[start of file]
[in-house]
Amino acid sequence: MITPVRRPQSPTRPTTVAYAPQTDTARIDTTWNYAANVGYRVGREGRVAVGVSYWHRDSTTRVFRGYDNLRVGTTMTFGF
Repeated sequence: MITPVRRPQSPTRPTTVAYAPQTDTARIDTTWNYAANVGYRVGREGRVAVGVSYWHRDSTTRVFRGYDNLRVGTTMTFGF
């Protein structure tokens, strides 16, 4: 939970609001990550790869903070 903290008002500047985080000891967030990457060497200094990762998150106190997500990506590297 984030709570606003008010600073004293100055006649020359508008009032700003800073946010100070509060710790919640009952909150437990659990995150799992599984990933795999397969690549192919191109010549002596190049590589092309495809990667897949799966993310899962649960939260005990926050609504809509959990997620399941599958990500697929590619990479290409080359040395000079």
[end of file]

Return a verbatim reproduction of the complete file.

[in-house]
Amino acid sequence: MITPVRRPQSPTRPTTVAYAPQTDTARIDTTWNYAANVGYRVGREGRVAVGVSYWHRDSTTRVFRGYDNLRVGTTMTFGF
Repeated sequence: MITPVRRPQSPTRPTTVAYAPQTDTARIDTTWNYAANVGYRVGREGRVAVGVSYWHRDSTTRVFRGYDNLRVGTTMTFGF
């Protein structure tokens, strides 16, 4: 939970609001990550790869903070 903290008002500047985080000891967030990457060497200094990762998150106190997500990506590297 984030709570606003008010600073004293100055006649020359508008009032700003800073946010100070509060710790919640009952909150437990659990995150799992599984990933795999397969690549192919191109010549002596190049590589092309495809990667897949799966993310899962649960939260005990926050609504809509959990997620399941599958990500697929590619990479290409080359040395000079």